Clinic Applications Overview
All of our clinical courses combine work in the field with seminars and simulation exercises in which students' performances of various lawyers' activities are videotaped for critical review. Through these complementary activities, students develop systematic methods of learning from experience, as well as gain insight into a lawyer's functioning as advocate and counselor, investigator, negotiator, and planner. Legal ethics and professional responsibility in the practice of law are emphasized throughout these courses.
Some clinics are year-long, while some are offered for a single semester. The registration process for clinics differs from that of other law school courses in that one must pass through the application process first. Students may not be registered in a clinic without first applying for and being accepted into it by the instructor. Applications for all clinics - no matter when they are offered - are accepted only once per year. Students may apply to a maximum of six clinics, in any combination of year-long and/or semester-long clinics. Students may apply for one or both semesters of a given one-semester clinic, but each semester counts separately toward the maximum. Students interested in the clinics outlined here should submit their application(s) online using the Clinic Application and Matching System (CAMS)
The deadline for JDs to submit applications to all clinics (except the newly-created Legislative and Regulatory Process Clinic) is 5:00 p.m. on Friday, April 5, 2013. For those clinics which accept applications from LL.M.s, the deadlines for LL.M.s is 5:00 p.m. on Monday, July 15, 2013. Please consult the Graduate Affairs Clinics page for further details on LL.M. deadlines and application procedures.
Guidelines for Clinical Courses
The faculty has promulgated the following guidelines for clinical and advocacy courses, in part to comply with New York Court of Appeals rules concerning the admission of attorneys:
• The clinical program strives to ensure that every student has an opportunity to take a clinic in their second or third year. Accordingly, when placing students in clinics, the clinical program will take into account whether the student is a 2L or 3L and whether s/he has previously had a clinic. Rising 3Ls who took a year-long clinic or two semester-long clinics while in their second year of law school will be accorded lower priority than other applicants when being considered for a year-long clinic in their third year of law school. The clinical program cannot ensure access to a particular clinic and so the clinical program's ability to place a student in a clinic will depend in part on the number of clinics to which the student applies. Students who wish to ensure that they have a clinical experience are well-advised to apply to at least three clinics to maximize their chances of getting into a clinic.
• Matriculated students will be given priority over non-matriculated students for all clinical and advocacy courses.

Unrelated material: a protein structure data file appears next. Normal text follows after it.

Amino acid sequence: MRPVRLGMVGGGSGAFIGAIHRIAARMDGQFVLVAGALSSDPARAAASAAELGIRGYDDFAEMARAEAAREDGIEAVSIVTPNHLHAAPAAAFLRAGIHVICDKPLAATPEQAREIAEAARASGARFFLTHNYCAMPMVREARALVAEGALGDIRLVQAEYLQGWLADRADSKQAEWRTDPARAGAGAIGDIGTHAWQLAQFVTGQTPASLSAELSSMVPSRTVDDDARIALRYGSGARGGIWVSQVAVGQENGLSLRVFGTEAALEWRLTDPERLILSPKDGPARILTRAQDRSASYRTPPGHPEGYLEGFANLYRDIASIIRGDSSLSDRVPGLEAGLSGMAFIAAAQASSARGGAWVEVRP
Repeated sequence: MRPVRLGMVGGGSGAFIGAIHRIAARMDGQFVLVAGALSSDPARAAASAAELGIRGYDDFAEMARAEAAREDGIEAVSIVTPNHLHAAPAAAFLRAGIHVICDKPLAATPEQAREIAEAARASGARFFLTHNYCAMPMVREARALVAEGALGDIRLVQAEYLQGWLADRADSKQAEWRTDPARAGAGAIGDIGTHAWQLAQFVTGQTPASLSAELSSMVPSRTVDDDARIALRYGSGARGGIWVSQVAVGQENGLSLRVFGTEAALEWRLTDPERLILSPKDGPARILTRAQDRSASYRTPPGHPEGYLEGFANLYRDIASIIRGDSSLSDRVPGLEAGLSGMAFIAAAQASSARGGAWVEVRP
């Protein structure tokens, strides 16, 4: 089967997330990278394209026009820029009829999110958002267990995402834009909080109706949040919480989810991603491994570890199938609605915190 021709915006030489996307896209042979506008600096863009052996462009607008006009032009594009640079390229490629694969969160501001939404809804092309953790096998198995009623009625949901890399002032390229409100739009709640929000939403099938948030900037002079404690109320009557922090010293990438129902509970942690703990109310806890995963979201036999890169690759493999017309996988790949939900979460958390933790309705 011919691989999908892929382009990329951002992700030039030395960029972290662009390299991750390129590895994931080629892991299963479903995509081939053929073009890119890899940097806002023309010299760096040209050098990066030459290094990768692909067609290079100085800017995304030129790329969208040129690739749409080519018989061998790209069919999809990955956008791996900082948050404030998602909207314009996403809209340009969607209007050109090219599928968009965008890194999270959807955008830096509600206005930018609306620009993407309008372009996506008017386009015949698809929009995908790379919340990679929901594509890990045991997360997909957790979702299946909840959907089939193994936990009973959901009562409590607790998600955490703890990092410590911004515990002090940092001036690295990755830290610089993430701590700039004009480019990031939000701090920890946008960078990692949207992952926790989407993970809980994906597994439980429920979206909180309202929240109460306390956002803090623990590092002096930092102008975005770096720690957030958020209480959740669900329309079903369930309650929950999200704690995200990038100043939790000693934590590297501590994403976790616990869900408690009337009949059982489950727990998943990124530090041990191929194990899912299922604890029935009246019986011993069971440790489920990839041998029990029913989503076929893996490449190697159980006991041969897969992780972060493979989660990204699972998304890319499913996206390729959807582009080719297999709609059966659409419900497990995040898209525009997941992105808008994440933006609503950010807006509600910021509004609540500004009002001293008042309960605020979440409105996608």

• No student may register for more than one clinic in a term.
• Most of the courses described here offer a combination of academic credits and clinical credits. For purposes of the 83-credit requirement for graduation, all of a clinic's academic credits qualify and can be counted towards the 83 credits; up to 12 clinical credits can be devoted to the 83 credits needed for graduation. (Students are permitted to take more than 12 clinical credits, but the excess number above 12 will not count towards the graduation requirement.) For purposes of the Law School's rule that no more than 20 "non-classroom credits" can be allocated towards the graduation requirement, a clinic's "academic credits" qualify as "classroom credits" while the clinical credits are treated as "non-classroom credits." The “Adjunct Faculty Credit Cap,” which limits the number of adjunct-course credits that may count toward students’ degree requirements, does not apply to clinics taught by adjunct faculty. Questions about these requirements can be sent to Vice Dean Randy Hertz, at email@example.com.
• Clinical courses will in most cases require substantial amounts of time outside of usual course hours and at varying times. Students with substantial commitments to journals, outside activities, work or other responsibilities should satisfy themselves through discussion with the respective teachers that they will definitely have sufficient time for a clinical or advocacy program.
Important Dates for Clinic Applications
|March 4, 2013||Clinic packet issued at 1PM.|
|March 8||Clinic Fair held at Furman Hall, 3-5 PM|
|March 25 - April 5||Clinic Application Period.
Application materials should be submitted online using CAMS. All materials are due by 5 PM on April 5.
|March 25 - April 25||Interviews conducted (for clinics that require them).|
|April 26||Preferences must be submitted on CAMS by 5 PM.|
|May 8||Students notified by e-mail whether or not they have been accepted into a clinic.|
|May 23||Confirmation of students' intent to register must be received by 5 PM.|
The deadlines and application procedures for LL.M.s are different than those for JDs. Please consult the Graduate Affairs Clinics web page for details. The complete list of clinics available to LL.M.s in the 2013-14 academic year will be provided there.